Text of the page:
Country, Culture, People, Future

Badimia

Badimia native title trial wraps up in Federal Court

Posted: April 5th, 2013

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This Wednesday 3 April was the last day of trial for the Badimia people’s native title case in the Federal Court.

It was the culmination of years of hard work and the end of a very long and difficult process for the Badimia people. YMAC would like to acknowledge the hard work and dedication of the Traditional Owners who contributed to and participated in this trial, which ranged over many months and several locations out on country and in Perth.

YMAC also acknowledges the elders who have passed away since the Badimia claim was lodged in 1998.

The Federal Court will now consider all of the evidence and submissions before making a decision on the Badimia people’s native title claim. A judgement is not expected before late 2013 or 2014.

Download YMAC News issue 20

Posted: February 20th, 2013

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The latest issue of YMAC News is now available for download.

It is full of stories about some of the accomplishments in our regions over the last few months. Agreements have been made between the Ngarlawangga people and Montezuma Mining Company Ltd, and the Kurama and Marthudunera people and Iron Ore Holdings Ltd, that are both notable for different reasons.

You can read about the Geraldton native title groups coming together to work towards an Alternative Settlement, and a meeting between Pilbara indigenous women and African women in mining.

We have several new members of our Yamatji Regional Committee and the Board of Directors, and we profile one of them, Beverley Ladyman.

The Badimia people won a battle in the National Native Title Tribunal to help protect one of their most sacred sites, and the Nyiyaparli people have discovered a site that was occupied 41,000 year ago while out on a heritage survey for a mining company.

We also answer one of our most frequently asked question, ‘Why does native title take so long?’

Click here to dowload YMAC News issue 20.

If you have any stories or photos you’d like to share with us, elders who you think we should profile, questions about native title, or any other letters to the editor, send them to editor@ymac.org.au.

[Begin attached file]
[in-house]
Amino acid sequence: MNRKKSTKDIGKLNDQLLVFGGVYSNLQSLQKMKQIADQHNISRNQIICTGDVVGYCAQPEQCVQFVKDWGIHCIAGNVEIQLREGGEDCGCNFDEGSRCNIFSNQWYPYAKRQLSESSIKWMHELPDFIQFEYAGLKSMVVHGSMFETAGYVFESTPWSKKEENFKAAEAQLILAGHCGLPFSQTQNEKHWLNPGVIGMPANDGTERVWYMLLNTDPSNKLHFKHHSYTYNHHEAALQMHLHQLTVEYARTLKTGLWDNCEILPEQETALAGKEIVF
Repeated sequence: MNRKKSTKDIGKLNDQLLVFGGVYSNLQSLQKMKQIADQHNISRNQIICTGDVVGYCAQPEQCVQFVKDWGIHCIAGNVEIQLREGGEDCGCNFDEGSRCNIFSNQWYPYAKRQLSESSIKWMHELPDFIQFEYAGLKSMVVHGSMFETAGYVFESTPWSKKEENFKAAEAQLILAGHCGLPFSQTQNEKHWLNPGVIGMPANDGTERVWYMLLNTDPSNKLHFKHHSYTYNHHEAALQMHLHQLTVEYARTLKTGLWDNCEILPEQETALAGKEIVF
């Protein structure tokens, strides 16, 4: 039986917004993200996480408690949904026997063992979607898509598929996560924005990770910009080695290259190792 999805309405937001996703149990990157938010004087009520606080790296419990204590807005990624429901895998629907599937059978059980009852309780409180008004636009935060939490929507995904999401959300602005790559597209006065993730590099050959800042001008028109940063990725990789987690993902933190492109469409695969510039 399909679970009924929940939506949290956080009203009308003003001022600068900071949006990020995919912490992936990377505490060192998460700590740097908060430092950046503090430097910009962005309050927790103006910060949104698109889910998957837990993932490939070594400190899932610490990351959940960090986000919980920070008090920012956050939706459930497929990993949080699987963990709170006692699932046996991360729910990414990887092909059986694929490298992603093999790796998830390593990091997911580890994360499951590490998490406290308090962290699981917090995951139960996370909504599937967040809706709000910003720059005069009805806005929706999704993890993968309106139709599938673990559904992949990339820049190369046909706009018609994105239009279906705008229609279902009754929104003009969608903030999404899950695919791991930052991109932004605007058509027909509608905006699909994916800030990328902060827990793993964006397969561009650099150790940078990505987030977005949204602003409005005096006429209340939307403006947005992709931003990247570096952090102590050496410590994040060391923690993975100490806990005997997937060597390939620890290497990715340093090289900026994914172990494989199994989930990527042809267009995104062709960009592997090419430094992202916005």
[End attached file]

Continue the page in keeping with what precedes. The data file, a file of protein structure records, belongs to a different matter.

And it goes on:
We hope you enjoy this issue of YMAC News.

Badimaya Book Launch

Posted: November 21st, 2012

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This will be a great event in Mount Magnet by the Bundiyarra Irra Wangga Language Program celebrating the books of Joe Benjamin, Badimia culture and language.

Protection for Lake Moore in Midwest WA

Posted: November 9th, 2012

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The Badimia people’s ability to protect one of their most sacred places has recently been given a boost when the WA State Government dropped an appeal of a decision by the National Native Title Tribunal (NNTT). Lake Moore, a dry salt lake in the southern Murchison region of WA, has been found to be culturally significant by the NNTT on several occasions.

The NNTT has repeatedly found that as a site of particular significance, resource exploration licences that overlap the lake cannot be granted without negotiating with the Badimia people first. The State appealed the NNTT’s latest decision on the significance of Lake Moore, but recently discontinued the appeal.

Lake Moore Gypsum, the company seeking an exploration licence, now needs to negotiate with the Badimia people to reach an agreement about the exploration activities.

Lake Moore, located south of Paynes Find, is a very special area where Badimia families go every year to hunt, camp, collect bush medicines, and teach young people about their country and culture. Lake Moore and the surrounding area is not only important as a place for Badimia families to go out on country, but it is home to very sacred places where ceremonies traditionally took place.

Language programs in Geraldton

Posted: September 10th, 2012

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The Bundiyarra Irra Wangga Language program offers a variety of Indigenous language classes and workshops. These include:
    • Language Awareness Community Workshops on the languages of the Murchison-Gascoyne Regions (including Badimaya, Malgana, Nhanda, Wajarri and Yinggarda).